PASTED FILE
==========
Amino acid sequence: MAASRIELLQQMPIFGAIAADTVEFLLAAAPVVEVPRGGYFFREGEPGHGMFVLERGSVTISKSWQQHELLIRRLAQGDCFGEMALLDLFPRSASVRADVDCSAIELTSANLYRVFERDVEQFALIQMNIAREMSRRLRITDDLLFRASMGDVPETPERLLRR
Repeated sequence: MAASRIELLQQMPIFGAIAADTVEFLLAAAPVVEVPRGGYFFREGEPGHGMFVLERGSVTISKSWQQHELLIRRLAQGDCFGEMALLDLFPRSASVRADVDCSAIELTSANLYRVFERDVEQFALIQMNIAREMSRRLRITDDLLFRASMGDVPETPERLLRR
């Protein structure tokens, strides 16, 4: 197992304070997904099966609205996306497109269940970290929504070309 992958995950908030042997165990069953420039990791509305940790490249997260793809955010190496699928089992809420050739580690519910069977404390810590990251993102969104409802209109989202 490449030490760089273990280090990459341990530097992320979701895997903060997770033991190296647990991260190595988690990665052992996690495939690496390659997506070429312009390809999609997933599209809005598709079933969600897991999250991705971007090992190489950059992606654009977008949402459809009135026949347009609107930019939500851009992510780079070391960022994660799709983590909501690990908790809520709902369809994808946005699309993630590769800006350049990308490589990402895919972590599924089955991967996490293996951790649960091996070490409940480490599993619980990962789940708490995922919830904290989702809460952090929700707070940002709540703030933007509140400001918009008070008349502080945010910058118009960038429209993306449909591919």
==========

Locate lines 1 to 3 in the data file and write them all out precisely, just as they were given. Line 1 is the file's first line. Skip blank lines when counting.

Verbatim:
Amino acid sequence: MAASRIELLQQMPIFGAIAADTVEFLLAAAPVVEVPRGGYFFREGEPGHGMFVLERGSVTISKSWQQHELLIRRLAQGDCFGEMALLDLFPRSASVRADVDCSAIELTSANLYRVFERDVEQFALIQMNIAREMSRRLRITDDLLFRASMGDVPETPERLLRR
Repeated sequence: MAASRIELLQQMPIFGAIAADTVEFLLAAAPVVEVPRGGYFFREGEPGHGMFVLERGSVTISKSWQQHELLIRRLAQGDCFGEMALLDLFPRSASVRADVDCSAIELTSANLYRVFERDVEQFALIQMNIAREMSRRLRITDDLLFRASMGDVPETPERLLRR
């Protein structure tokens, strides 16, 4: 197992304070997904099966609205996306497109269940970290929504070309 992958995950908030042997165990069953420039990791509305940790490249997260793809955010190496699928089992809420050739580690519910069977404390810590990251993102969104409802209109989202 490449030490760089273990280090990459341990530097992320979701895997903060997770033991190296647990991260190595988690990665052992996690495939690496390659997506070429312009390809999609997933599209809005598709079933969600897991999250991705971007090992190489950059992606654009977008949402459809009135026949347009609107930019939500851009992510780079070391960022994660799709983590909501690990908790809520709902369809994808946005699309993630590769800006350049990308490589990402895919972590599924089955991967996490293996951790649960091996070490409940480490599993619980990962789940708490995922919830904290989702809460952090929700707070940002709540703030933007509140400001918009008070008349502080945010910058118009960038429209993306449909591919």